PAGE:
Actors Halle Berry, left, and Denzel Washington hold their Academy awards, the first time black actors received both best-actor and best-actress statues, during the Academy Awards in this March 24, 2002, file photo taken in Los Angeles. Nine months after their wins, 2002 has turned out to be a good year for African-American actors and themes in an industry perpetually rebuked for it's lack of racial diversity.
Black Actors Make Gains in Hollywood
Dec 18, 3:36 PM (ET)
By DAVID GERMAIN
LOS ANGELES (AP) - Halle Berry's tearful acceptance speech and Denzel Washington's nod to Sidney Poitier were just the beginning.
Nine months after their twin Oscars - the first time black actors swept the lead-role Academy Awards - 2002 has proved a year of gains for black actors in an industry perpetually rebuked for its lack of racial diversity.
Although one year does not necessarily signify long-term change - and the surge in better roles and breakout movies did not extend to black actresses - critics and performers say 2002 was a clear improvement.
After the awards and commercial success of Washington's "Training Day" and Berry's "Monster's Ball," the year saw high-profile films starring Ice Cube, Samuel L. Jackson, Morgan Freeman, Wesley Snipes and Will Smith, who along with Washington had earned a best-actor nomination, for "Ali."
Smaller films with black themes also clicked with audiences, among them the smart romance "Brown Sugar," the "blaxploitation" spoof "Undercover Brother" and "Drumline," the tale of a Harlem drummer competing in a Southern marching band, which opened to solid receipts last weekend.
"It's a huge sign that diversity is here," Berry said in an interview to promote her latest film, "Die Another Day," in which she plays an ally to super-spy James Bond. "The cynical ones will say it hasn't arrived fast enough, but it is here. Real evolution and real change is slow. If it were to happen quickly, I don't think I'd feel that sure of it, because we could lose it as fast as we got it."
Washington began the year by following "Training Day" with another success, "John Q." And he's finishing it with his directing debut, "Antwone Fisher," based on the true story of a violent black sailor trying to work through the trauma he experienced as an abused child.
Newcomer Derek Luke gives a memorable performance in the title role, and Washington co-stars as his Navy psychiatrist.
Many black-themed films play largely in areas with large black populations, but Washington figures "Antwone Fisher" has a good shot everywhere.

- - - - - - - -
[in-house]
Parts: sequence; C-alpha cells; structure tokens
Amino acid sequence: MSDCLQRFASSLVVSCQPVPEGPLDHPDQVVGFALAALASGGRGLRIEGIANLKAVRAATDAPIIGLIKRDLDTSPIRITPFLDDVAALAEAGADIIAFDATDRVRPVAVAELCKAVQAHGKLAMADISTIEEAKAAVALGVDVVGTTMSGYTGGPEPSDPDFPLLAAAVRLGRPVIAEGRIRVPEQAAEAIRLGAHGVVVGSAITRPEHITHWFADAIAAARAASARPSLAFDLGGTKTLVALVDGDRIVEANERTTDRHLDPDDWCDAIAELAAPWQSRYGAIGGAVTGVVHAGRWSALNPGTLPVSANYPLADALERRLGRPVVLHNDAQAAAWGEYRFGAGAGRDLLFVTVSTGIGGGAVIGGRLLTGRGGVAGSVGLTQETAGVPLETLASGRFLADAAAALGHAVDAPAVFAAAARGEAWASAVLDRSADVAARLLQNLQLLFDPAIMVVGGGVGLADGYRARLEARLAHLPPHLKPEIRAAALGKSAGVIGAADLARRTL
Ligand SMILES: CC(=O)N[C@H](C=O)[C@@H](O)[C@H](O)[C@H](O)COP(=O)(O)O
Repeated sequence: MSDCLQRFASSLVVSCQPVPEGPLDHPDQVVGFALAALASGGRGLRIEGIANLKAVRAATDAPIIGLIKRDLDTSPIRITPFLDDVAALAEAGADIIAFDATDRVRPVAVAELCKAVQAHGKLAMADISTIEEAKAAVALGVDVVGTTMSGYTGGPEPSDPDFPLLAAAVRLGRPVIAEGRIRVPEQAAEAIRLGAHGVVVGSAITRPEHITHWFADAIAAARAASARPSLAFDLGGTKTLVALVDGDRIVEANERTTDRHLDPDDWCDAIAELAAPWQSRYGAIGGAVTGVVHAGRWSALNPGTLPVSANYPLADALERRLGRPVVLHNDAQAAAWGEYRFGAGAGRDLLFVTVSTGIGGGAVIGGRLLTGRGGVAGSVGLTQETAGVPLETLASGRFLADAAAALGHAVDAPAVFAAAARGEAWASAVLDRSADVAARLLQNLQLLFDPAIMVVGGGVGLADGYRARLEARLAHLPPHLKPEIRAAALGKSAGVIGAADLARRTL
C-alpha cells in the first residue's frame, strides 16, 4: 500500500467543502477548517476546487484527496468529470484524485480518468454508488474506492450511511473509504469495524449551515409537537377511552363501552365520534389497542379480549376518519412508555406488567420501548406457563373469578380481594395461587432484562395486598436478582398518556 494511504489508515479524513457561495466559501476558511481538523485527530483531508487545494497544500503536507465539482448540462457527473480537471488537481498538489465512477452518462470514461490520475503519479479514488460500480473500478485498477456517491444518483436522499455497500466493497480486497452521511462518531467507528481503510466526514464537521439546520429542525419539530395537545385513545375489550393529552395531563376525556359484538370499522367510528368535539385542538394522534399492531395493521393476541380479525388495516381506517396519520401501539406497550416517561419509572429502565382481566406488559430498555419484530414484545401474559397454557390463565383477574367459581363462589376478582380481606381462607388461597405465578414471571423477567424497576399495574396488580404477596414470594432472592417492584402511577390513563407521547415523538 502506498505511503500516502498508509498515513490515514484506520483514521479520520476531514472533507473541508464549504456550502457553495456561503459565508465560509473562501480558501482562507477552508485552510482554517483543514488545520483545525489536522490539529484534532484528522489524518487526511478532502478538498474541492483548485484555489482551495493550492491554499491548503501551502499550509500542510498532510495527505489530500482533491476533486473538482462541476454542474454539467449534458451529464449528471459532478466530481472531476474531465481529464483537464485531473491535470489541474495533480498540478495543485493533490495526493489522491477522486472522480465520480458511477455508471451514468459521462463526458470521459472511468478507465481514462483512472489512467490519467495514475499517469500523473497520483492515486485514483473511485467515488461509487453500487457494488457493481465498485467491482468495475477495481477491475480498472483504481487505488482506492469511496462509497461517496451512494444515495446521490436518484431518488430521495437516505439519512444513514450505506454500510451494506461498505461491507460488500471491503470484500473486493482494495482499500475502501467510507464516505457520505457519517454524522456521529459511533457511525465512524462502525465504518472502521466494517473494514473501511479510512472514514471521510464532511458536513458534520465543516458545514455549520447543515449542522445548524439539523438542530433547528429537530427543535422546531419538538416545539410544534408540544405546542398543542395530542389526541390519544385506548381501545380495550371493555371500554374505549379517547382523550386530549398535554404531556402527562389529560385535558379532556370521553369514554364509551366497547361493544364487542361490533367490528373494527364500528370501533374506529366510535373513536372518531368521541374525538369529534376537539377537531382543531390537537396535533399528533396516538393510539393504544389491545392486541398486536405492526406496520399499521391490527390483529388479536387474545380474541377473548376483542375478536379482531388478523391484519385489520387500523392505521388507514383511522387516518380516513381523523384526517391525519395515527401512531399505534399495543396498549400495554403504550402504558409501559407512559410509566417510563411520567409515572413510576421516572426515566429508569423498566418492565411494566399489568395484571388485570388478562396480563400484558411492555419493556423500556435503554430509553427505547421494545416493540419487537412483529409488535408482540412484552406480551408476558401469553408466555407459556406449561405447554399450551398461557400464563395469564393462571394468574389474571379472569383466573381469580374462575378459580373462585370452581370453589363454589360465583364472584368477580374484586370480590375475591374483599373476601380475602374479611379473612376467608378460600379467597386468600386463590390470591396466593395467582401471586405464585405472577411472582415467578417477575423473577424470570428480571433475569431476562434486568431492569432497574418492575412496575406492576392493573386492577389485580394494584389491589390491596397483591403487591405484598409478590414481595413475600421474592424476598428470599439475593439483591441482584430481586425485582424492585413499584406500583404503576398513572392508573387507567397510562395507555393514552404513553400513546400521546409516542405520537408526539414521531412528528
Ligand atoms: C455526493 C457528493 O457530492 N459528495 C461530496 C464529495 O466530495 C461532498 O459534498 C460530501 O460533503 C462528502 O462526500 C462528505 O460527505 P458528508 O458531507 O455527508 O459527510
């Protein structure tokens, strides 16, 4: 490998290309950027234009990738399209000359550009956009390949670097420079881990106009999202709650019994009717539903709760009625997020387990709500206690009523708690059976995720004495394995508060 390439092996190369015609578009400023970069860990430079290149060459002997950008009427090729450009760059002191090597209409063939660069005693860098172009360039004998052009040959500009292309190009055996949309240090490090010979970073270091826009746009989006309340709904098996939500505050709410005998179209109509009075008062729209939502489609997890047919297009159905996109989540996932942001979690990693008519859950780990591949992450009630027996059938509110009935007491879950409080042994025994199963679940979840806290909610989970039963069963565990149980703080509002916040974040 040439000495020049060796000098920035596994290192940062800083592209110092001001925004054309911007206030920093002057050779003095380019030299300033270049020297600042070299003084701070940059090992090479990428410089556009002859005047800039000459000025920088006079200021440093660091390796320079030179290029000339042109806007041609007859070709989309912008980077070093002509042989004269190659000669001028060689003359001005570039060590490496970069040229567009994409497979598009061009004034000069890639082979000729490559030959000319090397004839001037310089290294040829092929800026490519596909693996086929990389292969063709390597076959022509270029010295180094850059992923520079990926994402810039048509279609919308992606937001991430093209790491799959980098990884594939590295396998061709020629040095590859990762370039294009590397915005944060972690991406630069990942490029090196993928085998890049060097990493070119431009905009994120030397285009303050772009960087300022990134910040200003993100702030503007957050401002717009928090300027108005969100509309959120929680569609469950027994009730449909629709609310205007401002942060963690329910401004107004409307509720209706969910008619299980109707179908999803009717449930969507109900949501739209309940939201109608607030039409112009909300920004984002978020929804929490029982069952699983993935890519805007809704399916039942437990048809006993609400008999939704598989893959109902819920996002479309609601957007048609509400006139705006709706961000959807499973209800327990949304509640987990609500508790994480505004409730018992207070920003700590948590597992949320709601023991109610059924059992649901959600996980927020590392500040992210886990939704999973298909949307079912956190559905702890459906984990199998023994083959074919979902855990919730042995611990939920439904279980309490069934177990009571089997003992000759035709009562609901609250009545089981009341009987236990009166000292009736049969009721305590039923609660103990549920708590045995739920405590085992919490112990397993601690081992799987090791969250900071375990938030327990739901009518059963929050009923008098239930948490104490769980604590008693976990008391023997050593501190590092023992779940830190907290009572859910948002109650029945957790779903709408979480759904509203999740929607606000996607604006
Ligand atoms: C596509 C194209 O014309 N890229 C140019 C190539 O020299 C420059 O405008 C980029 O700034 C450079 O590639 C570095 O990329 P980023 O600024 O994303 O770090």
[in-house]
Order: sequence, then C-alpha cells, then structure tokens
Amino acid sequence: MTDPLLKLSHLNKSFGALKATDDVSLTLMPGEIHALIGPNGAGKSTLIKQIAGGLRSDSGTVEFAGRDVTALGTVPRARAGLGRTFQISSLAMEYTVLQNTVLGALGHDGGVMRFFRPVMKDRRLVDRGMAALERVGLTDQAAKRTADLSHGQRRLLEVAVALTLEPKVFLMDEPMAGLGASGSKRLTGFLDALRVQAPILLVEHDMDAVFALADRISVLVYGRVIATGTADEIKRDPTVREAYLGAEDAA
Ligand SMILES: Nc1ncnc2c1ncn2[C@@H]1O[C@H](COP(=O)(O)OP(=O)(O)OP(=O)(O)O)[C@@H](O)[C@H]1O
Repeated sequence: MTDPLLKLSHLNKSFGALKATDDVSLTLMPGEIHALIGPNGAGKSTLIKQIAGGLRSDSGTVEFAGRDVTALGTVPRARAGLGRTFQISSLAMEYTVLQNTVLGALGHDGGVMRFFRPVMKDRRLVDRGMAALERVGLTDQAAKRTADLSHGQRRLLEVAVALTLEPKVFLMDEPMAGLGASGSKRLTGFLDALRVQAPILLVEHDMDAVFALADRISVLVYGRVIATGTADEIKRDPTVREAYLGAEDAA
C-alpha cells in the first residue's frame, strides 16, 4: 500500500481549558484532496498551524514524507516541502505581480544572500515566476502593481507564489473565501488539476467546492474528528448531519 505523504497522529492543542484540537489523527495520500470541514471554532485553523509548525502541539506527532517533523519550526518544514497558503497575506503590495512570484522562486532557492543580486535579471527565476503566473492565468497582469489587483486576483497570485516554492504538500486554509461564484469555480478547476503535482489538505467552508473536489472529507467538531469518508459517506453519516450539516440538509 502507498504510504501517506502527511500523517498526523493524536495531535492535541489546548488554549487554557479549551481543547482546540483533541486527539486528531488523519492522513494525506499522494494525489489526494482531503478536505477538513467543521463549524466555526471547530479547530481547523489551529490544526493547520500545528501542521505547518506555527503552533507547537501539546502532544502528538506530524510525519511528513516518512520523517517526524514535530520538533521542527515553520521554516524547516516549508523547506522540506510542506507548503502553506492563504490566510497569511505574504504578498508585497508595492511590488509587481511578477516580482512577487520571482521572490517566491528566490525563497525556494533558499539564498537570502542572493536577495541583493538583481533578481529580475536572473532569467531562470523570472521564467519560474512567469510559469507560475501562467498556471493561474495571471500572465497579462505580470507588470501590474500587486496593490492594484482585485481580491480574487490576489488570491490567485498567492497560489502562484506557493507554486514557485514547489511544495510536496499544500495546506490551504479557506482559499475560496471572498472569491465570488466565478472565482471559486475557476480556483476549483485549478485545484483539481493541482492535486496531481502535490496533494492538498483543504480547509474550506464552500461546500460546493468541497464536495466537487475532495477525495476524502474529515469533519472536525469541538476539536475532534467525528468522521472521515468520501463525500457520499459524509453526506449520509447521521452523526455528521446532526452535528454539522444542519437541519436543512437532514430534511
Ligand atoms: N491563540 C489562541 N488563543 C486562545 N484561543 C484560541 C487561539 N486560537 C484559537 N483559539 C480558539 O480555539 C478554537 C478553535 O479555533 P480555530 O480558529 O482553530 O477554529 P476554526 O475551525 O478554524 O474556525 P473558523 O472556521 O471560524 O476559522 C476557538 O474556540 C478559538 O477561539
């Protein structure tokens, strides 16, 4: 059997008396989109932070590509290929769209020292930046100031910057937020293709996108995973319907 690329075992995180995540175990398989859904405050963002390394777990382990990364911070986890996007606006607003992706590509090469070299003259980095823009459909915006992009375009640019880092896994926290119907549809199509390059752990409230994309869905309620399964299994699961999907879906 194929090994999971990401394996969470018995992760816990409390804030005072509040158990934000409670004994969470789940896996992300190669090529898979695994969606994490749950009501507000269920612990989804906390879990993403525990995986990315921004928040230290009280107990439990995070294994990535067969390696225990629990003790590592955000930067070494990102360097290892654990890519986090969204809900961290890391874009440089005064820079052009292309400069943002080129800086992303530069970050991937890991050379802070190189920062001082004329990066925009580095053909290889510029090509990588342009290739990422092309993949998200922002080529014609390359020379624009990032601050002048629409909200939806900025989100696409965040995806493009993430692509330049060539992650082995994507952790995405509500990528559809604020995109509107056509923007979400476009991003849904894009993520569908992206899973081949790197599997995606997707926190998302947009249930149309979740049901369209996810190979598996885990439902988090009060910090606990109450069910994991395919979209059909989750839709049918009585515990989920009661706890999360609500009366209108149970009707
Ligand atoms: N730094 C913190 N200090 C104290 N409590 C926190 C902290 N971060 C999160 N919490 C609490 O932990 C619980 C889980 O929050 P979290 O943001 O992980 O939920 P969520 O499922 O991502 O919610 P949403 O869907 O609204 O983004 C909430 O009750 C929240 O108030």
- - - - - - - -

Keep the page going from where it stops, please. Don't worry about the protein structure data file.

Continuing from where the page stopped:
"It's a universal story. It doesn't have to be about a black family. This could be about anybody. Pick your race, it doesn't matter. Abuse is color blind," Washington said. "I think we need to give audiences a little more credit. That they're not looking for black or not looking for white, but they're looking for good movies."
Cuba Gooding Jr., one of only six black actors to win an Oscar before Washington and Berry, scored a crossover success early this year with the family flick "Snow Dogs."
Ice Cube did the same with "Barbershop," and had two other films, "All About the Benjamins" and "Friday After Next," the third in his series of "Friday" comedies. All three movies were developed through Ice Cube's production company, which the rapper-turned-actor started to broaden his roles.
Except for "Barbershop," Ice Cube's films mainly have drawn black audiences. But more black actors, such as "Ali" star Smith, Eddie Murphy and Martin Lawrence, have developed mainstream followings.
"It's still a pretty select group. But having this select group getting more exposure now, it'll be interesting to see what happens in the next couple of years," said Matt Alvarez, Ice Cube's producing partner. "Could the next Brad Pitt be somebody who's black? Will Hollywood be willing to accept that?"
That select group of black headliners was well represented in 2002. Snipes returned with "Blade 2." Smith had "Men in Black II." Lawrence delivered a hit concert film, "Martin Lawrence Live: Runteldat," while Murphy was in three movies, though all bombed ("Showtime,""The Adventures of Pluto Nash" and "I Spy.")
Chris Rock had a turkey in "Bad Company," but Jackson co-starred in two hits, "Changing Lanes" and "XXX." Freeman co-starred in "The Sum of All Fears" and "High Crimes."
"I think I could say this has been a promising year but also a year of caution," said Sandra Evers-Manly, president of the Black Hollywood Education and Resource Center. "For black women, it's not been that great of a year."
There were notable turns by Sanaa Lathan in "Brown Sugar" and Angela Bassett and Mary Alice in "Sunshine State," but black women were scarce on film beyond that.
Critics have a wait-and-see attitude about whether Hollywood will sustain the advances of 2002.
"Hollywood is so unpredictable. I might be sitting around next August going where's my 'Barbershop,' where's my 'Antwone Fisher'?" said Kamal Larsuel, one of the authors of the film guide "3 Black Chicks Review Flicks.""I'd like to see this go on a couple years in a row before I get excited."